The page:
Vivid, complex and magical, the works in this exhibition abandon the traditional realm of the photographic – the real world – to conjure images of the fantastical. The result of highly skilled and detailed construction, these enchanted scenes are either created as theatrical settings and then photographed or pieced together from hundreds of photographic fragments.
The concept of ‘phantasia’ was proposed by the ancient Greek philosopher Aristotle to describe the way the mind makes images of things not directly in front of the eye. These could be memories of real events, projections of what is happening out of sight or purely imaginative inventions. Writing at a time when art was considered not as an act of creation but as the knowledgeable execution of a set of skills, the word ‘phantasia’ suggests both that artistry flows from the activity of making, and that memory and imagination are parts of the same process. The life of the mind is a world of images whose potency is not constrained by whether they arise from real experience or pure fantasy.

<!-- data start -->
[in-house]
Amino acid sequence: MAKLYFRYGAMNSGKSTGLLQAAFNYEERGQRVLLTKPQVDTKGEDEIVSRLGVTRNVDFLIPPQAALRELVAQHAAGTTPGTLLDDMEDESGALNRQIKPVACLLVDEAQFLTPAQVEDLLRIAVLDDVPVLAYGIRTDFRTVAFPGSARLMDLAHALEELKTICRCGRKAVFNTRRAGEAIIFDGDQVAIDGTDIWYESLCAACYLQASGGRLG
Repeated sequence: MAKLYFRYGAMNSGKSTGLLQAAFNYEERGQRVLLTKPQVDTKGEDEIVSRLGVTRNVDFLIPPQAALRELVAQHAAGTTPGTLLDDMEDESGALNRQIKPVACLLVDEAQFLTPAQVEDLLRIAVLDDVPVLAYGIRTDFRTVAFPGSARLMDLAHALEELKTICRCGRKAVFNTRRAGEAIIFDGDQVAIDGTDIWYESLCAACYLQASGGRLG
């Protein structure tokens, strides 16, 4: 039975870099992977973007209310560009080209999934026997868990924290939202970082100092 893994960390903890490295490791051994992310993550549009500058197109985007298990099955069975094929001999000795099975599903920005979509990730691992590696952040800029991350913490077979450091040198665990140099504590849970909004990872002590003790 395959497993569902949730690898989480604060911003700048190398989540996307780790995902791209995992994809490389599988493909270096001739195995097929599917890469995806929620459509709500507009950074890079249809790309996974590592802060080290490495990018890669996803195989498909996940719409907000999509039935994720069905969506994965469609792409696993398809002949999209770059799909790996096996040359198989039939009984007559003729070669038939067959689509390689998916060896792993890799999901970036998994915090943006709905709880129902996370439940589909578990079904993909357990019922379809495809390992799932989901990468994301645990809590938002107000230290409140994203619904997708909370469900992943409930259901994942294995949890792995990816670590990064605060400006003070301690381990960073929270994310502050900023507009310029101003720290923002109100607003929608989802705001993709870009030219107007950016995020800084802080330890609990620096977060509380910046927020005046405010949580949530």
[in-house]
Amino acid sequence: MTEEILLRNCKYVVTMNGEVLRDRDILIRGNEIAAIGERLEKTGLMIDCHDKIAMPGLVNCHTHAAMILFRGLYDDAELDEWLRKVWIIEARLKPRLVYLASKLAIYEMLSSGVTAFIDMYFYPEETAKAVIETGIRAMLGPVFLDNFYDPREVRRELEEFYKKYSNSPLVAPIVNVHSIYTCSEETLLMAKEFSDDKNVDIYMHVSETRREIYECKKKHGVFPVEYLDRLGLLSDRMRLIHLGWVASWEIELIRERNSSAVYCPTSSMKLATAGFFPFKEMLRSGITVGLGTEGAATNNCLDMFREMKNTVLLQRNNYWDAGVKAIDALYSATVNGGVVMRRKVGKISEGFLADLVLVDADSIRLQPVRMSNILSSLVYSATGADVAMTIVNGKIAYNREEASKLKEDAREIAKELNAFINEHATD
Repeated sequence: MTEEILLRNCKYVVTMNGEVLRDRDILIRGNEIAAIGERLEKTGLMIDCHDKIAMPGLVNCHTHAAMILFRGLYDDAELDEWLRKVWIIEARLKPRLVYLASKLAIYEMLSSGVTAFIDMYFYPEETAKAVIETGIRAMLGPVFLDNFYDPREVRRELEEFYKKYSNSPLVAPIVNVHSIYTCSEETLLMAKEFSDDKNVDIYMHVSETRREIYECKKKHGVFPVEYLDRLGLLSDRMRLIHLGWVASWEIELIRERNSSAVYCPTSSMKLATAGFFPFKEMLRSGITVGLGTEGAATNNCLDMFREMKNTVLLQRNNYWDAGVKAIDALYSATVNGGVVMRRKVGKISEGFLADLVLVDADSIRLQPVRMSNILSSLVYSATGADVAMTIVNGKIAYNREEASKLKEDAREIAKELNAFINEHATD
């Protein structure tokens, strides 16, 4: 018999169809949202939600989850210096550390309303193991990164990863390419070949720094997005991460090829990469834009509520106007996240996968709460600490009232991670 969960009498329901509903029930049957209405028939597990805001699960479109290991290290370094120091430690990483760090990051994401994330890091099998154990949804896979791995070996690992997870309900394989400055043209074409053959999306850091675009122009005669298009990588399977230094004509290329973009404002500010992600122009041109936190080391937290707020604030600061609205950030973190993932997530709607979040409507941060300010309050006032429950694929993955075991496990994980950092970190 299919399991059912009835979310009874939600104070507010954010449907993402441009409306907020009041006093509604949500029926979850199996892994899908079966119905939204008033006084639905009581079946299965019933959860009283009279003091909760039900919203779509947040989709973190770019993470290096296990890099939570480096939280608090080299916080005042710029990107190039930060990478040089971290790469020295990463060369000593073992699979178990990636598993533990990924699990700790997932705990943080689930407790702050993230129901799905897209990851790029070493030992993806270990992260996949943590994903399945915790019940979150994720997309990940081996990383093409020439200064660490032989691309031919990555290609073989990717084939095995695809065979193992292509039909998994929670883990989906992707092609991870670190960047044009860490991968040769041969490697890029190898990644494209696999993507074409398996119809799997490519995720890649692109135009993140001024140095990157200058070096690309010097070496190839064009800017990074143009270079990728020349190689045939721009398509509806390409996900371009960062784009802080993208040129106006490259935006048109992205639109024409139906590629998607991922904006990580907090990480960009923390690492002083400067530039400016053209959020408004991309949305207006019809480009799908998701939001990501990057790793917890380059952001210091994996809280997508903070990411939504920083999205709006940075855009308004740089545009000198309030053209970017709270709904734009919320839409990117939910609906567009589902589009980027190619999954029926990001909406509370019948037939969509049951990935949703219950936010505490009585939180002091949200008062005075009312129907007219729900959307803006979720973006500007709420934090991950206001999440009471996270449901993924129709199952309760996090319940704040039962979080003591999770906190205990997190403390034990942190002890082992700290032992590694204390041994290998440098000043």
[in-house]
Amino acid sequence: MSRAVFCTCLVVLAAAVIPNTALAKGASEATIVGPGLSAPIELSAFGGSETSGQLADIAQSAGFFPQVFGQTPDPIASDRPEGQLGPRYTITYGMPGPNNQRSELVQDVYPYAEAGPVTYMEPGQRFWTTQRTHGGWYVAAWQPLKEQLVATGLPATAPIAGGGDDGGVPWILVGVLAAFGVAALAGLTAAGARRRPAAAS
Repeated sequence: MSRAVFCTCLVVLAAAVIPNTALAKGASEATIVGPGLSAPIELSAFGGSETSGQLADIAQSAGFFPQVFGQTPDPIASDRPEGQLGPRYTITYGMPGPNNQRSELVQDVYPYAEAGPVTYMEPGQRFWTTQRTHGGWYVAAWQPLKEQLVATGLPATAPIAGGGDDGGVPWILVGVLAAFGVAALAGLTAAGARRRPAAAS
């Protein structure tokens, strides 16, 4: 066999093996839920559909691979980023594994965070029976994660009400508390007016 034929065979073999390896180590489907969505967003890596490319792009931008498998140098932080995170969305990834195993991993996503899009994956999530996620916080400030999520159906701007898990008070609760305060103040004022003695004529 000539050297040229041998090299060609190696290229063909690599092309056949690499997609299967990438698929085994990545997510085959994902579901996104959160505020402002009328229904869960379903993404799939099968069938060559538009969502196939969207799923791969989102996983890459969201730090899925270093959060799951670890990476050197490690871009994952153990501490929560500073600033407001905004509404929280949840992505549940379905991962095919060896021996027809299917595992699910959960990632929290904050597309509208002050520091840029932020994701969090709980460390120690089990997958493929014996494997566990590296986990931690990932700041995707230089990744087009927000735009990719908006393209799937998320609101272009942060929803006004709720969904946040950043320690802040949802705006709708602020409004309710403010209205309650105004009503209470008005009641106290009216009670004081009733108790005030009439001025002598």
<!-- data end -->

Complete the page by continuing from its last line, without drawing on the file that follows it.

In the dream-like narratives that run under Simon Strong’s work, the beginning and end of the story is never quite clear and the details are often obscured by the twilight. A vague unnatural menace is implied but never quite realised, suggesting itself through a field of glowing cabbages, steaming vegetation reclaiming a suburban home or rock formations suddenly appearing in the middle of a freeway.
‘I don’t feel so concerned anymore that my work needs to be immediately comprehensible. I’m consciously allowing concepts to evolve and develop in a less linear fashion. I’m enjoying the possibilities presented by a more enigmatic or mysterious tone...where you only get glimpses of what may be a more encompassing psycho-drama...’ Simon Strong
Australian Centre for Photography
All images appear courtesy of The Samstag Museum, Adelaide.